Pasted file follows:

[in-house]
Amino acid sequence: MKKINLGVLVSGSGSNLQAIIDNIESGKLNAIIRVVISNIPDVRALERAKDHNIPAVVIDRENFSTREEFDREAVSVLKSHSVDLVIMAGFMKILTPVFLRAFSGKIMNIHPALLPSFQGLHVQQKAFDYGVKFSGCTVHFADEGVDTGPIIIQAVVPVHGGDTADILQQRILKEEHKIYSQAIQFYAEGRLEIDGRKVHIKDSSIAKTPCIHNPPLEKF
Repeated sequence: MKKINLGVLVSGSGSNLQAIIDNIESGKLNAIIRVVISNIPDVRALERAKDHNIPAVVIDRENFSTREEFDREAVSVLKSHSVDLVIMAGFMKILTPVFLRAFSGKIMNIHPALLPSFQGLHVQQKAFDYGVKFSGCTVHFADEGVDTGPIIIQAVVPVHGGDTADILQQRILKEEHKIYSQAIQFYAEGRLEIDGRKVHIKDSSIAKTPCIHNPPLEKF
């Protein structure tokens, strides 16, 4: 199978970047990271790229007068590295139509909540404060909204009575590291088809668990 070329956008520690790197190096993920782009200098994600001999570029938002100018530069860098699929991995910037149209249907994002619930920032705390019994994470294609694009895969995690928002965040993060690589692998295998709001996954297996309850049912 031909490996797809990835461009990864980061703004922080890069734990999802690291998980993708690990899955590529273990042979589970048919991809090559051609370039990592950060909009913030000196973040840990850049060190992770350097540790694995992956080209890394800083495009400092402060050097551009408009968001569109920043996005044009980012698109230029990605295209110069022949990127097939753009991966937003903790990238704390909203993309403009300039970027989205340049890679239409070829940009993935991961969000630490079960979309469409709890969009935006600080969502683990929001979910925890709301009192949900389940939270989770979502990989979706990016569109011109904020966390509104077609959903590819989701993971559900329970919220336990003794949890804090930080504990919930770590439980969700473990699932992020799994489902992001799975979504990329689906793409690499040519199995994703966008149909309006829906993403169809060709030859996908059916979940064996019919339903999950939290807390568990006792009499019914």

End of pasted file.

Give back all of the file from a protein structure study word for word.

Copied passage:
[in-house]
Amino acid sequence: MKKINLGVLVSGSGSNLQAIIDNIESGKLNAIIRVVISNIPDVRALERAKDHNIPAVVIDRENFSTREEFDREAVSVLKSHSVDLVIMAGFMKILTPVFLRAFSGKIMNIHPALLPSFQGLHVQQKAFDYGVKFSGCTVHFADEGVDTGPIIIQAVVPVHGGDTADILQQRILKEEHKIYSQAIQFYAEGRLEIDGRKVHIKDSSIAKTPCIHNPPLEKF
Repeated sequence: MKKINLGVLVSGSGSNLQAIIDNIESGKLNAIIRVVISNIPDVRALERAKDHNIPAVVIDRENFSTREEFDREAVSVLKSHSVDLVIMAGFMKILTPVFLRAFSGKIMNIHPALLPSFQGLHVQQKAFDYGVKFSGCTVHFADEGVDTGPIIIQAVVPVHGGDTADILQQRILKEEHKIYSQAIQFYAEGRLEIDGRKVHIKDSSIAKTPCIHNPPLEKF
């Protein structure tokens, strides 16, 4: 199978970047990271790229007068590295139509909540404060909204009575590291088809668990 070329956008520690790197190096993920782009200098994600001999570029938002100018530069860098699929991995910037149209249907994002619930920032705390019994994470294609694009895969995690928002965040993060690589692998295998709001996954297996309850049912 031909490996797809990835461009990864980061703004922080890069734990999802690291998980993708690990899955590529273990042979589970048919991809090559051609370039990592950060909009913030000196973040840990850049060190992770350097540790694995992956080209890394800083495009400092402060050097551009408009968001569109920043996005044009980012698109230029990605295209110069022949990127097939753009991966937003903790990238704390909203993309403009300039970027989205340049890679239409070829940009993935991961969000630490079960979309469409709890969009935006600080969502683990929001979910925890709301009192949900389940939270989770979502990989979706990016569109011109904020966390509104077609959903590819989701993971559900329970919220336990003794949890804090930080504990919930770590439980969700473990699932992020799994489902992001799975979504990329689906793409690499040519199995994703966008149909309006829906993403169809060709030859996908059916979940064996019919339903999950939290807390568990006792009499019914």